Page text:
1. An all solid state electrode system for the measurement of the pH of a fluid stream including a cell body having a metalloid electrode composed of ultra-pure antimony combined with an insulated from an electrode of a noble metal of the platinum group of metals, said noble metal electrode being a reference electrode which is inert to chemical attack by the fluid stream of which the pH is being measured, said noble metal electrode having a body portion formed of a conducting material and a noble metal on and covering an end thereof and in contact with said body portion, the noble metal covered end of said noble metal electrode and said metalloid electrode being immersed in the fluid stream, leads connecting each electrode to low impedance electronic pH instrumentation, and an input resistor connected across said leads, the electrical path being completed and a voltage being produced proportional to the pH in the fluid stream for displaying on the electric low impedance pH instrumentation the measurement of the pH in the field stream, said metalloid electrode being composed of electronics antimony of 99.999% purity.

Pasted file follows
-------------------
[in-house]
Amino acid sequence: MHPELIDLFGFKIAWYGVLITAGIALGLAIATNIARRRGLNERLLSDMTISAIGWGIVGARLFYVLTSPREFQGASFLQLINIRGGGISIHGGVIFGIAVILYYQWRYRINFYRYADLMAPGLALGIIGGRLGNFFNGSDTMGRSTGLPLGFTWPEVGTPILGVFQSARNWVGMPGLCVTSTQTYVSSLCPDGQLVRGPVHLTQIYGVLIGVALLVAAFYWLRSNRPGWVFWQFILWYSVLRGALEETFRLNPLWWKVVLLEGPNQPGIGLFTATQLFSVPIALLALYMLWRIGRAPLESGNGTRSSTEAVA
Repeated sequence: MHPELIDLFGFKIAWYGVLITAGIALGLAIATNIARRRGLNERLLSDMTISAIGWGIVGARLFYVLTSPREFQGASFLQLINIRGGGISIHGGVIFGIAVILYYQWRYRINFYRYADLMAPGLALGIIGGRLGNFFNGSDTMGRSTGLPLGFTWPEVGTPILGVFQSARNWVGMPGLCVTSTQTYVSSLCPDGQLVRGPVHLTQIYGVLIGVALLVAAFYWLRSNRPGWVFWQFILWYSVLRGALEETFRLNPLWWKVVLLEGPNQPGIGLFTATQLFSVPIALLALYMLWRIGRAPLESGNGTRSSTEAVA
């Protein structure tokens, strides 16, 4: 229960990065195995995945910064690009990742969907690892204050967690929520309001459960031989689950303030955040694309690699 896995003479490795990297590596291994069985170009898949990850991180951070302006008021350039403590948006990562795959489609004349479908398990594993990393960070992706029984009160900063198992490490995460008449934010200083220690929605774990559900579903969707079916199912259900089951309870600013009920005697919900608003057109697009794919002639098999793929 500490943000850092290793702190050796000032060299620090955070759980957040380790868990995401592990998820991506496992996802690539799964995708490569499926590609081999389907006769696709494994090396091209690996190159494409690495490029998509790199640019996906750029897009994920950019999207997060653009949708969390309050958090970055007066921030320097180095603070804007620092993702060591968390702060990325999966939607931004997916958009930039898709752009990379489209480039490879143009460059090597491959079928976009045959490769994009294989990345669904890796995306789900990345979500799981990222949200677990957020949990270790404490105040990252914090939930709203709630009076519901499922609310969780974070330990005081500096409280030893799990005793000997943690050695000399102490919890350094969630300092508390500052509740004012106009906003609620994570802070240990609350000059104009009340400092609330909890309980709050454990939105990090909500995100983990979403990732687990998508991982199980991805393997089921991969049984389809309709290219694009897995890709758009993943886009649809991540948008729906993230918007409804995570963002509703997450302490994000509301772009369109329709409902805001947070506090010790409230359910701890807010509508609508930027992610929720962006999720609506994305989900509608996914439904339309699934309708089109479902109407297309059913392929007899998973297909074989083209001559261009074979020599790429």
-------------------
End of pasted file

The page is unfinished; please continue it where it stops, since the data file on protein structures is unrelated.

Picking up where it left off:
2. An all solid state electrode system in accordance with claim 1, wherein said two electrodes are insulated one from the other and said insulation is formed providing a sheath completely surrounding each electrode, said pure antimony electrode extending into said fluid stream a greater distance than said noble metal electrode and the insulation surrounding said noble metal electrode extending beyond the noble metal end thereof.
Description
BRIEF SUMMARY OF THE INVENTION

This application is continuation-in-part Continuation of application Ser. No. 022,472 filed Mar. 21, 1979, and now abandoned.